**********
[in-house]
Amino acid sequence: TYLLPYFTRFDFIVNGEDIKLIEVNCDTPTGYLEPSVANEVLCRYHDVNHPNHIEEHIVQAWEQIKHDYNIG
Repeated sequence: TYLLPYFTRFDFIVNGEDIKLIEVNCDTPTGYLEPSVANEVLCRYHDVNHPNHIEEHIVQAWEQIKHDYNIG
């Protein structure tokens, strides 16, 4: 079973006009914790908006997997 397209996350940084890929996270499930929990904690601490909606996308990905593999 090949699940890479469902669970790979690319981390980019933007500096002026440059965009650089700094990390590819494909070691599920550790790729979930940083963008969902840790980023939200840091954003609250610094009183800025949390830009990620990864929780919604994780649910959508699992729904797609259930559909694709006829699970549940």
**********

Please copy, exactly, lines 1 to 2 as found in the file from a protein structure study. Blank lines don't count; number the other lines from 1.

[in-house]
Amino acid sequence: TYLLPYFTRFDFIVNGEDIKLIEVNCDTPTGYLEPSVANEVLCRYHDVNHPNHIEEHIVQAWEQIKHDYNIG